A sentence is a series of words that puts a clear idea or picture in your mind, without confusing you or saying too much at once.

Printable guide

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Click to download the printable guide


If the above definition seems too vague (too fuzzy and unclear) for you, you're not alone. You may sometimes get irritated by the writing process, because this is what often happens:

1. You write something.
2. You check it and it seems OK.
3. Your teacher reads it and slashes it with red (or green, or purple) ink.
4. Your teacher then points at the paper and says:
   "That's a sentence fragment!"  or
   "That's a run-on sentence!"

5. You get irritated.

How to stop sentence irritation

First of all, forget about the terms "run-on sentence" and "sentence fragment" for now. Does that relax you a little? Good. Now let's move on.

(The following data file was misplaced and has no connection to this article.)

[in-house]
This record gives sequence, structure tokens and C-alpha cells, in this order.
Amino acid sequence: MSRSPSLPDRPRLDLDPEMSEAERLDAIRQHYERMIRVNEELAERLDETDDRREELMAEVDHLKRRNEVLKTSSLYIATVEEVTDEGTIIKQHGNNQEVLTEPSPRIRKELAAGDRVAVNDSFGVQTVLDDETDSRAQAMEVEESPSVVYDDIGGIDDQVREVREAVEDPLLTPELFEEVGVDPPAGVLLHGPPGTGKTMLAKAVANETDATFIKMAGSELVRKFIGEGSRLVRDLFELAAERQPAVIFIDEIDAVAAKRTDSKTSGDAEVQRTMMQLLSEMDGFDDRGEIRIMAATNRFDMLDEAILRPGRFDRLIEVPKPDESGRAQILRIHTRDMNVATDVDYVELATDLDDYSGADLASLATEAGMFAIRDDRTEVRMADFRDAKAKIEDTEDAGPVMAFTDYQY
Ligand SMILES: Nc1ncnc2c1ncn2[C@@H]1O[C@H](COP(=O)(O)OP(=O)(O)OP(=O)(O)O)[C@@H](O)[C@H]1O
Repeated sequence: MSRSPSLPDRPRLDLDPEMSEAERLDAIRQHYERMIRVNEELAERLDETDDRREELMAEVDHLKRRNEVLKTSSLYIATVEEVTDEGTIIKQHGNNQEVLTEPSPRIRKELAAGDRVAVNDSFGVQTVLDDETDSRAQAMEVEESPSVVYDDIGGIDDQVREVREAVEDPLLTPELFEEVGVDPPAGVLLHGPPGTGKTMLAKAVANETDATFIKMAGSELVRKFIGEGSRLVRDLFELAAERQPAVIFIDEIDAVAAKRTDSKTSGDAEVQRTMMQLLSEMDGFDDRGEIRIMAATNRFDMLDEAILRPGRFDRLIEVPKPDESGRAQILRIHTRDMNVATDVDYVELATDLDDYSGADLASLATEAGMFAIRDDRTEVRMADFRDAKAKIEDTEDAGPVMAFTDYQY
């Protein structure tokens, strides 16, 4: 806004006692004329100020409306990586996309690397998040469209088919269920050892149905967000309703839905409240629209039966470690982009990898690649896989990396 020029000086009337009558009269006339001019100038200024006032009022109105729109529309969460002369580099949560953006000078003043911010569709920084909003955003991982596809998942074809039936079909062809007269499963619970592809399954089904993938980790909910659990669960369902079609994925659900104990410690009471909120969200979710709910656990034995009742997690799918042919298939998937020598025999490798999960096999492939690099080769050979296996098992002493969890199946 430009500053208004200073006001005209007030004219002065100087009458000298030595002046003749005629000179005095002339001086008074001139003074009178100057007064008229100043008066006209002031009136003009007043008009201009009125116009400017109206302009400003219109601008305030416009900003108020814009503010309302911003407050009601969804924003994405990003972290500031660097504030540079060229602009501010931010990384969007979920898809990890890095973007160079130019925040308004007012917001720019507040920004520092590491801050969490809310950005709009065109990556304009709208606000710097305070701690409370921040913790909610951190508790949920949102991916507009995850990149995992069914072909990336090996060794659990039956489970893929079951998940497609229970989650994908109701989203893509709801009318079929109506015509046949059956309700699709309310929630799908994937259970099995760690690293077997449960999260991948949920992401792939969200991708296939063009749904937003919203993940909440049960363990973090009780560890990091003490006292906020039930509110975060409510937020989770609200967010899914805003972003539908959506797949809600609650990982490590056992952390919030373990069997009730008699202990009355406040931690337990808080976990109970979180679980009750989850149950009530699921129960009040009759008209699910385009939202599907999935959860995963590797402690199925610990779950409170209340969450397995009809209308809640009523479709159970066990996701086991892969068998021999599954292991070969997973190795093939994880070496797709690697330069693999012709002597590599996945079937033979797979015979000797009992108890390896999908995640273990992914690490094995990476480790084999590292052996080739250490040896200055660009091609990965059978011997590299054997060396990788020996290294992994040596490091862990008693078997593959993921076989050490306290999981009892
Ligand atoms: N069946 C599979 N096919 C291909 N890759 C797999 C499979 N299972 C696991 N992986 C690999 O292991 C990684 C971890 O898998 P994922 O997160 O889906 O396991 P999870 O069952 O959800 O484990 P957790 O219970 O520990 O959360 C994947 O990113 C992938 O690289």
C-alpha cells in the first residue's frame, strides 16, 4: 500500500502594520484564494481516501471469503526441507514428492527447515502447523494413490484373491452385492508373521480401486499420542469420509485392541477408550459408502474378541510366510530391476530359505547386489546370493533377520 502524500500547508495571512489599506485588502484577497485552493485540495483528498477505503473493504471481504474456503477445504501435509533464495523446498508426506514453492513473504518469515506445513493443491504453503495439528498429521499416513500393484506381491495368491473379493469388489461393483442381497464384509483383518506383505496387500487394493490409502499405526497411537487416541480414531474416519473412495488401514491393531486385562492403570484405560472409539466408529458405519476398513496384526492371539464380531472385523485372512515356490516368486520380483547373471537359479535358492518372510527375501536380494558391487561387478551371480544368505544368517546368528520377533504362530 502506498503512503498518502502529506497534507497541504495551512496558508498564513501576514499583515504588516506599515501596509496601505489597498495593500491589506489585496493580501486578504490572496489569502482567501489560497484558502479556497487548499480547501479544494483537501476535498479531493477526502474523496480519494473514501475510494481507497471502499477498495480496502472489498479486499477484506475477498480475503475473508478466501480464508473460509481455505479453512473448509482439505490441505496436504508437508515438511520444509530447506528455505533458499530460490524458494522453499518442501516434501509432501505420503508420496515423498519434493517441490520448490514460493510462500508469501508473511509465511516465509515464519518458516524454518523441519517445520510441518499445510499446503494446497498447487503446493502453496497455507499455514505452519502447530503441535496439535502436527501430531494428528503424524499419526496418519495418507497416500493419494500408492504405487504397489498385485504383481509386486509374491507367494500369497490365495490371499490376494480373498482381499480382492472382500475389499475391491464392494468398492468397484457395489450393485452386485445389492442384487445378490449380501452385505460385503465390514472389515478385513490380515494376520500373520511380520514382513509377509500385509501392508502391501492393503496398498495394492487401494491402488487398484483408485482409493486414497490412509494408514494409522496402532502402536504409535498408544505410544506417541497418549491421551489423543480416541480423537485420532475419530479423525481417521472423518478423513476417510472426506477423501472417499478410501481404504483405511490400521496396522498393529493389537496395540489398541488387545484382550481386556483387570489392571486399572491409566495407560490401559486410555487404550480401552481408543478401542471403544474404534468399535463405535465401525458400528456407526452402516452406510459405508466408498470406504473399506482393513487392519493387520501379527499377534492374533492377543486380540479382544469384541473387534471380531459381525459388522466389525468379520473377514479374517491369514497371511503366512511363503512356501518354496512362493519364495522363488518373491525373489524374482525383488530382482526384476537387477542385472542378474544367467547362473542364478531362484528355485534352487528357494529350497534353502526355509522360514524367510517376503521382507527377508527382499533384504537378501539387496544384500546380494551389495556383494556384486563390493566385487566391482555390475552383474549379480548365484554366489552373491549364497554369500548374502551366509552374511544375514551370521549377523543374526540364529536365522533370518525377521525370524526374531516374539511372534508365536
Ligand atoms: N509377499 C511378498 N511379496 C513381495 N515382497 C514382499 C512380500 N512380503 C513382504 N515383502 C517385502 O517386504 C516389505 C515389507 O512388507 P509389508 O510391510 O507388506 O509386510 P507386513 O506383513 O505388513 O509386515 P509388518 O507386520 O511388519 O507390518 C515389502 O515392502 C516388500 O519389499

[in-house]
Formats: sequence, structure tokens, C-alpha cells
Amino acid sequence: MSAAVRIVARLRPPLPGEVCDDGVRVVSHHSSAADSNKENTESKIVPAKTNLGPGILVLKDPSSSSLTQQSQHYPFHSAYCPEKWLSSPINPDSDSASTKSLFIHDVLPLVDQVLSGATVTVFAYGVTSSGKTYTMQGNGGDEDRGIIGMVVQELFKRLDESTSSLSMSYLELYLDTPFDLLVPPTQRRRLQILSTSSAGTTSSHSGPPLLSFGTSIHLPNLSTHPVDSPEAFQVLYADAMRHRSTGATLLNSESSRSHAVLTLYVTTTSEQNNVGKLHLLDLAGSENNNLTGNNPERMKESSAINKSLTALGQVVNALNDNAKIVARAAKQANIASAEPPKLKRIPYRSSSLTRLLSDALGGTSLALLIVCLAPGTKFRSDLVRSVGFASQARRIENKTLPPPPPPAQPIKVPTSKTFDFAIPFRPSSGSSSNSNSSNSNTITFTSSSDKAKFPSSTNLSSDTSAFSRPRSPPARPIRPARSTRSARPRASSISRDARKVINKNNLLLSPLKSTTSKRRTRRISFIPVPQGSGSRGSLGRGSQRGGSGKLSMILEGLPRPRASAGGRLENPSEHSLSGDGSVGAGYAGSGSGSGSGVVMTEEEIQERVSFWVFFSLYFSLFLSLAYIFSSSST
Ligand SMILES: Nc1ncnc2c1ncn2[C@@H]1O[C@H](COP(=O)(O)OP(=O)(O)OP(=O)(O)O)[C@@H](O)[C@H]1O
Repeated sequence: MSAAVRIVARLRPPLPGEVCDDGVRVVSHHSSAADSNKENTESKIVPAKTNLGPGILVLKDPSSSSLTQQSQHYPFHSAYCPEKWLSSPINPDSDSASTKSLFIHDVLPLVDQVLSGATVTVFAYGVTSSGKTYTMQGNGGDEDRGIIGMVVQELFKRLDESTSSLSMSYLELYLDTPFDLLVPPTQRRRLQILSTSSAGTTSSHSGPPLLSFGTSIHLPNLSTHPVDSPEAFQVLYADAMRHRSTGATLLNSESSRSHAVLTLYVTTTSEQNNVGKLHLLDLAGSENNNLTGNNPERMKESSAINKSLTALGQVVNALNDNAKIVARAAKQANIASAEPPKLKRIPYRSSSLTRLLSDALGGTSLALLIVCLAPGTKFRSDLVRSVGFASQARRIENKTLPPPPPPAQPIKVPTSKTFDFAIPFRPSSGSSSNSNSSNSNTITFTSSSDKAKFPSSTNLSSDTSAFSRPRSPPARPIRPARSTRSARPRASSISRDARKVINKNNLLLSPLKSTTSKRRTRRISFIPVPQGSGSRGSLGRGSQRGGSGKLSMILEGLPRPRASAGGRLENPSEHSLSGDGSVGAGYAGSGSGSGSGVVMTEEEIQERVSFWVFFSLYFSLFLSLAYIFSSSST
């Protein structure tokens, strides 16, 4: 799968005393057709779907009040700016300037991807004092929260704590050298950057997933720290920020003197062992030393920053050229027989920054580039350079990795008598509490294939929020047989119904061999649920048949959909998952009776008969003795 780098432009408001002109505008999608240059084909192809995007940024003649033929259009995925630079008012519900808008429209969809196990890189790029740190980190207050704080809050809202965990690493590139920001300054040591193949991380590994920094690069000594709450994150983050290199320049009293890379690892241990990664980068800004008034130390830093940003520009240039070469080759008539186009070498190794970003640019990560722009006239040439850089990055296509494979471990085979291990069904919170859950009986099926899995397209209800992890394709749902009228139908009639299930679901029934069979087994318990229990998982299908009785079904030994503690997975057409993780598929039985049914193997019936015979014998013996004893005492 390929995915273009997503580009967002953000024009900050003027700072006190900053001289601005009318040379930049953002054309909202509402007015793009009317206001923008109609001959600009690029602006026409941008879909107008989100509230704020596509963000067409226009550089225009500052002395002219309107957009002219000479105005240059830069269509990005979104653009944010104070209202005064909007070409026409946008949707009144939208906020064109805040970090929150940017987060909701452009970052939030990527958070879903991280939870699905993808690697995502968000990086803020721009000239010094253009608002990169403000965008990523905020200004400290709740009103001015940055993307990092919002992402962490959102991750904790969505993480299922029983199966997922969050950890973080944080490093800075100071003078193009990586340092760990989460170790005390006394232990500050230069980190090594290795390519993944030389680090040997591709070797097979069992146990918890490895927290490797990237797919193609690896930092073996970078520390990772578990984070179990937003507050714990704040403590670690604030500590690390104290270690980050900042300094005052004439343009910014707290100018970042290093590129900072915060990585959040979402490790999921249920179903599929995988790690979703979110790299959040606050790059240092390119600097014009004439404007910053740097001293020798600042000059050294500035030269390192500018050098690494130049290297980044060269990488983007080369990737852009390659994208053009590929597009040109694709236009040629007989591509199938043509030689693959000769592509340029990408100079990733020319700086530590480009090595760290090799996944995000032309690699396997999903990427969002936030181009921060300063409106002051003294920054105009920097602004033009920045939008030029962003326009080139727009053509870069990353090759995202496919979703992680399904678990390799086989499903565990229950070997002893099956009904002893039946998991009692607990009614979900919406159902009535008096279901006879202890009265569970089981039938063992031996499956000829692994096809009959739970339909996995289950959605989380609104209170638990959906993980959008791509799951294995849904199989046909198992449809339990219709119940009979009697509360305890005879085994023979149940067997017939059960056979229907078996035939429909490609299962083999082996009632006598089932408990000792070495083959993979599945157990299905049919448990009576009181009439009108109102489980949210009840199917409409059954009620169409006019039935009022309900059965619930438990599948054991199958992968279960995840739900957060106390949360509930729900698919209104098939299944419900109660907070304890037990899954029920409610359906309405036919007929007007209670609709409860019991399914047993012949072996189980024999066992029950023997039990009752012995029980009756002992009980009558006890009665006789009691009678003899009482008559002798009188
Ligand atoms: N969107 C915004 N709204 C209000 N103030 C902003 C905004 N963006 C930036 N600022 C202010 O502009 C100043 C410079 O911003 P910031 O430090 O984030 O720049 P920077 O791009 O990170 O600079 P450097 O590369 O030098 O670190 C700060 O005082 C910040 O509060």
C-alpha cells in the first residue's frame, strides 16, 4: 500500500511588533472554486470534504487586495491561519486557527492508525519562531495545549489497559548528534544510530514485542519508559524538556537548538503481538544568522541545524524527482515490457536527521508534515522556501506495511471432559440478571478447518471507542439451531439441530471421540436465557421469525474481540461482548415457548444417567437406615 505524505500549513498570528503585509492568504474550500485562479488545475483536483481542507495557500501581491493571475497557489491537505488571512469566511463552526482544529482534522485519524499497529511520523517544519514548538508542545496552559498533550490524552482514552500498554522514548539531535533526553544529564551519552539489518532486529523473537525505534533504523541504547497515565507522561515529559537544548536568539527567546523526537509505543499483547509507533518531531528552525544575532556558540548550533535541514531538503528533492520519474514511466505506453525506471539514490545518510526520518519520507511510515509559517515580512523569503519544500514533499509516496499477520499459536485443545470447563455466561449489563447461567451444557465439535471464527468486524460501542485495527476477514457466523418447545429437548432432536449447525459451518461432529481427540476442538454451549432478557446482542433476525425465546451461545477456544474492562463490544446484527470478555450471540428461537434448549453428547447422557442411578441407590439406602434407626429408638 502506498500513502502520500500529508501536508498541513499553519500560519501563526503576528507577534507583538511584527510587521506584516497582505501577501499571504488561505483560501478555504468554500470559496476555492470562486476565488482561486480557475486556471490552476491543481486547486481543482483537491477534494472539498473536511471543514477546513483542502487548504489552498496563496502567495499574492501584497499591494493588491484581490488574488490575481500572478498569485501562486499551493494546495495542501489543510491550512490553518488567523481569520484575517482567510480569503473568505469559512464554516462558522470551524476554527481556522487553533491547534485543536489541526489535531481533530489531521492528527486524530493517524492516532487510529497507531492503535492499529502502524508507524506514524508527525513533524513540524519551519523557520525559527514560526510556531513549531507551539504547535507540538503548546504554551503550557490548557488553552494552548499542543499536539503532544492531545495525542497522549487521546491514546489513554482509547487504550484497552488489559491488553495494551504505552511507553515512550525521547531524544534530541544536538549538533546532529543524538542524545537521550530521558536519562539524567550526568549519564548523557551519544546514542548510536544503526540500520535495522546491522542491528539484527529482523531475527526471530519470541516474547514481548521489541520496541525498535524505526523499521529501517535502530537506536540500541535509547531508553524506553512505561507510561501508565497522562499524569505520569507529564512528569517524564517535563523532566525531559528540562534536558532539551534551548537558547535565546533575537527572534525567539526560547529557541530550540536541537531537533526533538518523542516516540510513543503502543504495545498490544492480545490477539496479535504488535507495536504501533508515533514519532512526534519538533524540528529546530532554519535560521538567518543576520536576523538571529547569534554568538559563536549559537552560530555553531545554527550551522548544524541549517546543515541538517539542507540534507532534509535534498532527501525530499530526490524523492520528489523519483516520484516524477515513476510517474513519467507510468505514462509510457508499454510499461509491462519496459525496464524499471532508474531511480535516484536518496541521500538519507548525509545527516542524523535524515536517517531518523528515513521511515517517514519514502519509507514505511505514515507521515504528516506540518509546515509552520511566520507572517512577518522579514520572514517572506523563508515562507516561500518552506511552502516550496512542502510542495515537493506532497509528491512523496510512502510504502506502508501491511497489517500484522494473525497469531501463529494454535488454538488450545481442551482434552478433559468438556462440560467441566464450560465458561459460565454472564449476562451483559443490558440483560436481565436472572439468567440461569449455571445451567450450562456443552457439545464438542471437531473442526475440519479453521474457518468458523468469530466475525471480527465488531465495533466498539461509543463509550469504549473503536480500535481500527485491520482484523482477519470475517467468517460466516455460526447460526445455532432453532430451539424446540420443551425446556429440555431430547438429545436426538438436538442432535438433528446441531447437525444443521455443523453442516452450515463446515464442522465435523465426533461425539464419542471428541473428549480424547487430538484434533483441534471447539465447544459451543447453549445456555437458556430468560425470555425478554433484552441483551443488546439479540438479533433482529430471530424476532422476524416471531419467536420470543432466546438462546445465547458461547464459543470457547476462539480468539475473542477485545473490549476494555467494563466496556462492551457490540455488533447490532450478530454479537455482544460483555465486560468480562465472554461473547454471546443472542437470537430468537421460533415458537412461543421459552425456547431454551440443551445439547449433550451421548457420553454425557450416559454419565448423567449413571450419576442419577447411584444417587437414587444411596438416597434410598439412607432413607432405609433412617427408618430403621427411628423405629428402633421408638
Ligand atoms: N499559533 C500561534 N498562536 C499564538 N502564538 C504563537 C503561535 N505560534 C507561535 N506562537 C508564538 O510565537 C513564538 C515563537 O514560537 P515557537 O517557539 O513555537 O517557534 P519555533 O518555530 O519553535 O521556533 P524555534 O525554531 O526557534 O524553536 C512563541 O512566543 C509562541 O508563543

Remember this rule. It has no exceptions: Every sentence must begin with a capital letter and end with one of these: a period (.), a question mark (?) or an exclamation point (!).

Here's how to tell if you're reading a sentence: Every sentence, when read by itself, must make sense and not overload you with too much. If the sentence makes you say, "Huh?" or "Whoa, whoa, whoa," then it's probably not a sentence.

There are a lot of example on the printable guide (just below) that accompanies this lesson. Click it, read it, and do the assessment at the end. For more help, watch the video!